In the US prices have been driven downward by ultra low cost carriers — primarily Spirit but also Frontier and to a lesser extent Allegiant.
Major US airlines responded by lowering their own prices so they don’t lose business. Then, to try to segment the market and not give too good a deal to customers that aren’t going to buy a more stripped down product, they introduced Basic Economy fares to try to offer a worse product at the lower price, in hopes customers would spend more to keep things like seat assignments and carry-on bags. Basic Economy is a price increase.
Ultra low cost carriers have spread to transatlantic travel. There’s Primera and Wow Air but the biggest is Norwegian, operating new Boeing 787s and now also 737 MAXs for shorter routes.
Copyright william87 / 123RF Stock Photo
Norwegian’s rapid expansion has run into rising costs and limited cash in the face of losses.
However they’ve put pressure on yields, and Delta and its partners followed by American and its partners have introduced new restrictive Basic Economy-style fares on these routes.
British Airways has spun up their own lower cost no frills airline LEVEL. Air France has Joon that they say is for millennials since apparently that means ‘no money, doesn’t care about comfort, and is into marketing buzz’ or something.
The real question is how sustainable is the model both for Norwegian as it bleeds cash, and for airlines operating carriers-within-a-carrier, a strategy that has poor track record of success (in the U.S. that history has included Delta’s Song, United’s Shuttle and Ted, Continental Lite, and US Airways Metrojet).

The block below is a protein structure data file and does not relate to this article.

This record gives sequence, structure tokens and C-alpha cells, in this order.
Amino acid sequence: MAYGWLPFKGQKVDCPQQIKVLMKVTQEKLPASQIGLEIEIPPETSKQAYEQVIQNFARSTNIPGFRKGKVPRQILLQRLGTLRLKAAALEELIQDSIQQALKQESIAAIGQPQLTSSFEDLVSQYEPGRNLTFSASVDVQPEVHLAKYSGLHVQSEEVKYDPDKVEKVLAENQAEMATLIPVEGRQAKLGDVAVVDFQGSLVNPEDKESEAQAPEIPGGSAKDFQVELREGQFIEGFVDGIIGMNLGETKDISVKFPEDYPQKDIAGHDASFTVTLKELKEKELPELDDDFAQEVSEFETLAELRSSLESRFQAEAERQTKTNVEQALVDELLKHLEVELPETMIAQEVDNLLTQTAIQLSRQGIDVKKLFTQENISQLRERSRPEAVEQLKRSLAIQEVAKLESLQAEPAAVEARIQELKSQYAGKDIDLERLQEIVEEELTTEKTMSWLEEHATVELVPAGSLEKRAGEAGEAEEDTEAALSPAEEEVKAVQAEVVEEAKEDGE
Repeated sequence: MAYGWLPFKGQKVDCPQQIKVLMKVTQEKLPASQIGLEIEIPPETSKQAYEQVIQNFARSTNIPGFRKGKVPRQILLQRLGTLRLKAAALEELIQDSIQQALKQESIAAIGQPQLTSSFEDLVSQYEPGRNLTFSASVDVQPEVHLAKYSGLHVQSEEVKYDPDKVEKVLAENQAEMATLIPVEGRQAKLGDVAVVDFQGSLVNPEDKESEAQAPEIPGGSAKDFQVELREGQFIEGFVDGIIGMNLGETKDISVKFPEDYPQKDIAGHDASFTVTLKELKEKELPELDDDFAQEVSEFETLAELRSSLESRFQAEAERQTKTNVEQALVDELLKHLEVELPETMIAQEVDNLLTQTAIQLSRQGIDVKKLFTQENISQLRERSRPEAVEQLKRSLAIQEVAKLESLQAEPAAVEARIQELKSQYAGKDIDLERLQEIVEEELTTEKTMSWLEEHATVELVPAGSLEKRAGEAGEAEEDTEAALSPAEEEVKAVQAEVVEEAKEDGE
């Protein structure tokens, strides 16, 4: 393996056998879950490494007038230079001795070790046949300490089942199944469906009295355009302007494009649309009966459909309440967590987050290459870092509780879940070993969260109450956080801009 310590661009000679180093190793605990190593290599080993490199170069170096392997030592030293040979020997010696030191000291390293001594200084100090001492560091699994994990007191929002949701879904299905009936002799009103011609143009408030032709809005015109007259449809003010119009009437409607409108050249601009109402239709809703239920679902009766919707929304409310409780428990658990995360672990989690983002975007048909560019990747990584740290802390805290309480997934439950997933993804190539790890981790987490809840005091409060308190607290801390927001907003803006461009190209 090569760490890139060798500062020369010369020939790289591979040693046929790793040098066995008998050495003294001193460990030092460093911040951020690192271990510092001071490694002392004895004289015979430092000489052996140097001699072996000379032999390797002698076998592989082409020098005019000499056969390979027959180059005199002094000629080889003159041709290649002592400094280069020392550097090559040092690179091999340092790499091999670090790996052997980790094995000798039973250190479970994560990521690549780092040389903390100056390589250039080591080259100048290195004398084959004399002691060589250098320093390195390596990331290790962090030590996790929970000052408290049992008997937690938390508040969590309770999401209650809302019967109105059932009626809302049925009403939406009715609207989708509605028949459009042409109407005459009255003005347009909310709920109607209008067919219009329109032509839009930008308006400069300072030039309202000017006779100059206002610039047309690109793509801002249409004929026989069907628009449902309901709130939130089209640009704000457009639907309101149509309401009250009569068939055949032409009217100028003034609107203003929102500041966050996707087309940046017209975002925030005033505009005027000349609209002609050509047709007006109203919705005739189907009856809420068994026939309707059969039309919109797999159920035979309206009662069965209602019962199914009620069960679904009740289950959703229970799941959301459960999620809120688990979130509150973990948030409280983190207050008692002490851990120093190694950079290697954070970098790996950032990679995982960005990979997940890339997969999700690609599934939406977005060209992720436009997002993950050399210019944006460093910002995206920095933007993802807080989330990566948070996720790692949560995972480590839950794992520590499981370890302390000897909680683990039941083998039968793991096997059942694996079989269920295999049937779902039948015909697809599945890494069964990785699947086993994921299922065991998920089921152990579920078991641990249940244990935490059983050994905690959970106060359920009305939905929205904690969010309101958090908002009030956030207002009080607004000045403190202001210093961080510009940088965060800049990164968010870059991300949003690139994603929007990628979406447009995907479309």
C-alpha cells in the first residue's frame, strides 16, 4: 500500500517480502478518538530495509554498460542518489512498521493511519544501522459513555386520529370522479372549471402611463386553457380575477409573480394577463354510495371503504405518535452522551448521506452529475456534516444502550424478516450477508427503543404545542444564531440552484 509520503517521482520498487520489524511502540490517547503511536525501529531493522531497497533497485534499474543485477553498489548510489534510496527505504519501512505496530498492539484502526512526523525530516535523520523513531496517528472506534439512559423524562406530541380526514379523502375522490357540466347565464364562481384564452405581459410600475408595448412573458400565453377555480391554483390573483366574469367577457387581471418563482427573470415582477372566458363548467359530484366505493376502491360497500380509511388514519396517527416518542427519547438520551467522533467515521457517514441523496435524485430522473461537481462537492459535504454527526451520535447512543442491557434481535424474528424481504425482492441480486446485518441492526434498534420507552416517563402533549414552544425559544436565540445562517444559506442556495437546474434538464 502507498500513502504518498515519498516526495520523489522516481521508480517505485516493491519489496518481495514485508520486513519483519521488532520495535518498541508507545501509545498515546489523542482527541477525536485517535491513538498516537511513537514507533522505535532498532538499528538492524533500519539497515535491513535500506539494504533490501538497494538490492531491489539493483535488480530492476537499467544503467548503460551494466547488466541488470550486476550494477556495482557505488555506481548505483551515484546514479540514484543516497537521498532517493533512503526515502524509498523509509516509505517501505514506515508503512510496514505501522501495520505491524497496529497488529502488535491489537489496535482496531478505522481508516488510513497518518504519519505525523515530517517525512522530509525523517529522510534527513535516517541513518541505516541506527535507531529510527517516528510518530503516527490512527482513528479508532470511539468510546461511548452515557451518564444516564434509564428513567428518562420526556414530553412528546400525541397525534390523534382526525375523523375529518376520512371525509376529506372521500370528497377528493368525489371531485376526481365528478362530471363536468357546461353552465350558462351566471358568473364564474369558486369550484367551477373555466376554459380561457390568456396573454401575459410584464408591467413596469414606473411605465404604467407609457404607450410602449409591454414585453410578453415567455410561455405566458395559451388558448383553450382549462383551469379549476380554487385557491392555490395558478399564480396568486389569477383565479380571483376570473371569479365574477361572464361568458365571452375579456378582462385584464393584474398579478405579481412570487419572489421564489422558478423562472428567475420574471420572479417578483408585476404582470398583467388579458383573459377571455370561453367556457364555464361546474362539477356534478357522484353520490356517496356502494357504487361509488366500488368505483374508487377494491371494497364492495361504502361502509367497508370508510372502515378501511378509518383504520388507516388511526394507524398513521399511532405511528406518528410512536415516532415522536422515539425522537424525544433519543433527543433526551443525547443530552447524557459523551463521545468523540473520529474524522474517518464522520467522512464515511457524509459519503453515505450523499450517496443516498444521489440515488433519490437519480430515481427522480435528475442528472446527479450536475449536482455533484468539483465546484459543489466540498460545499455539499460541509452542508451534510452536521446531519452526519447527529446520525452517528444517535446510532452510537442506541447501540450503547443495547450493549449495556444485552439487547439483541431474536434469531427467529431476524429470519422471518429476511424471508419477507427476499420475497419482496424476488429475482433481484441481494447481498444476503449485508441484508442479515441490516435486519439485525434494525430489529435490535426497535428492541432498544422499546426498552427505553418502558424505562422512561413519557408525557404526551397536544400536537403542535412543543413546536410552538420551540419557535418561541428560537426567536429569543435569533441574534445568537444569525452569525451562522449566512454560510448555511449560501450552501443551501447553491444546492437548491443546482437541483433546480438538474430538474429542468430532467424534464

But what if a legacy carrier could – as Grover Norquist once said — “drag it into the bathroom and drown it in the bathtub?”
British Airways parent IAG has acquired a 4.61% stake in Norwegian and plans to initiate acquisition discussions.
A potential acquisition could value the Norwegian company, which has a market value of more than $1 billion, at about $3 billion including debt, people with knowledge of the matter said, asking not to be identified because the deliberations are confidential.
Of course IAG says they view Norwegian as ‘an attractive investment’. At this point almost no one views Norwegian as an attractive investment.
The question is whether killing Norwegian kills the model. Is there more money that would come in behind Norwegian to scale up a replacement? Or are Norwegian’s losses enough to put the idea to bed, assuming that Wow Air and Primera aren’t going to grow the way Norwegian has — or sustain — and remain a niche part of the market?
[…] years ago British Airways bought a small piece of the airline to get a good look from the inside as they considered acquiring and killing the low fare competitor. Instead they left Norwegian to – they hoped – fail on its […]